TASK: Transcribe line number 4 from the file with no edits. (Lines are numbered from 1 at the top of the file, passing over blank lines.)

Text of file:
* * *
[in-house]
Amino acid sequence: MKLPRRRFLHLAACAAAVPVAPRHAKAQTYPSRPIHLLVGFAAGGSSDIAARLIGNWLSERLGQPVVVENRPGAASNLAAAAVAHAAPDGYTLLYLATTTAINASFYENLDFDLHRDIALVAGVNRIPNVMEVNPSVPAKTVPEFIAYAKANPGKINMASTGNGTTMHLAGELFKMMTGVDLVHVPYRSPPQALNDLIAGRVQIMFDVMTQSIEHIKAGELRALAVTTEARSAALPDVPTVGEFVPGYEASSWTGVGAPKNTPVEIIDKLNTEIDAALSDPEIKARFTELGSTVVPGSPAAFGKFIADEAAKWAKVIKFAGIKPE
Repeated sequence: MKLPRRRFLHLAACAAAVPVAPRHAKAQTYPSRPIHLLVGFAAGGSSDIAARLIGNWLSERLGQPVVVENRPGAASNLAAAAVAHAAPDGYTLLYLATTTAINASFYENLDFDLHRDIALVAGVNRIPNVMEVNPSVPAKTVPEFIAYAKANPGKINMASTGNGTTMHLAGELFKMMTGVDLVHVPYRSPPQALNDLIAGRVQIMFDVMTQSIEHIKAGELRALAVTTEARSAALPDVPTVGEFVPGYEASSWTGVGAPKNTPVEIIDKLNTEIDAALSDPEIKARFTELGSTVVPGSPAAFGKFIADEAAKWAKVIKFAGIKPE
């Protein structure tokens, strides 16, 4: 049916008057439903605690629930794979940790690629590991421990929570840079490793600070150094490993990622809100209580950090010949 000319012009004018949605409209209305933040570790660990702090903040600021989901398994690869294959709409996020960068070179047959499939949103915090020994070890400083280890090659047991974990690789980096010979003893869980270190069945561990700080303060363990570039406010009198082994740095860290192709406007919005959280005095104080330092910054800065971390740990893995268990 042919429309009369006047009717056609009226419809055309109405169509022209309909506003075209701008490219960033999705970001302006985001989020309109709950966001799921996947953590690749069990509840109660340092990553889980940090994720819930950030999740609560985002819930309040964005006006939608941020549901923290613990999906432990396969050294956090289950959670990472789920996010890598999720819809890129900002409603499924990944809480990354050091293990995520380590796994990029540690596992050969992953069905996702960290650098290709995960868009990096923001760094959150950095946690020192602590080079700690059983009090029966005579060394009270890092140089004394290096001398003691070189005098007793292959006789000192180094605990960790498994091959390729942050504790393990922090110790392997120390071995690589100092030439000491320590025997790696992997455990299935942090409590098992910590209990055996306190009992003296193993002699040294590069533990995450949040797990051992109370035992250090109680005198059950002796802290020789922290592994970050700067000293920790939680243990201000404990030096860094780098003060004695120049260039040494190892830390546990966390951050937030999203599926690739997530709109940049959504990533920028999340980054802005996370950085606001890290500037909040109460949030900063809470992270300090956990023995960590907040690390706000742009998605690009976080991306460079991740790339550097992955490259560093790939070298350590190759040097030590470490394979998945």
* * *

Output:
């Protein structure tokens, strides 16, 4: 049916008057439903605690629930794979940790690629590991421990929570840079490793600070150094490993990622809100209580950090010949 000319012009004018949605409209209305933040570790660990702090903040600021989901398994690869294959709409996020960068070179047959499939949103915090020994070890400083280890090659047991974990690789980096010979003893869980270190069945561990700080303060363990570039406010009198082994740095860290192709406007919005959280005095104080330092910054800065971390740990893995268990 042919429309009369006047009717056609009226419809055309109405169509022209309909506003075209701008490219960033999705970001302006985001989020309109709950966001799921996947953590690749069990509840109660340092990553889980940090994720819930950030999740609560985002819930309040964005006006939608941020549901923290613990999906432990396969050294956090289950959670990472789920996010890598999720819809890129900002409603499924990944809480990354050091293990995520380590796994990029540690596992050969992953069905996702960290650098290709995960868009990096923001760094959150950095946690020192602590080079700690059983009090029966005579060394009270890092140089004394290096001398003691070189005098007793292959006789000192180094605990960790498994091959390729942050504790393990922090110790392997120390071995690589100092030439000491320590025997790696992997455990299935942090409590098992910590209990055996306190009992003296193993002699040294590069533990995450949040797990051992109370035992250090109680005198059950002796802290020789922290592994970050700067000293920790939680243990201000404990030096860094780098003060004695120049260039040494190892830390546990966390951050937030999203599926690739997530709109940049959504990533920028999340980054802005996370950085606001890290500037909040109460949030900063809470992270300090956990023995960590907040690390706000742009998605690009976080991306460079991740790339550097992955490259560093790939070298350590190759040097030590470490394979998945």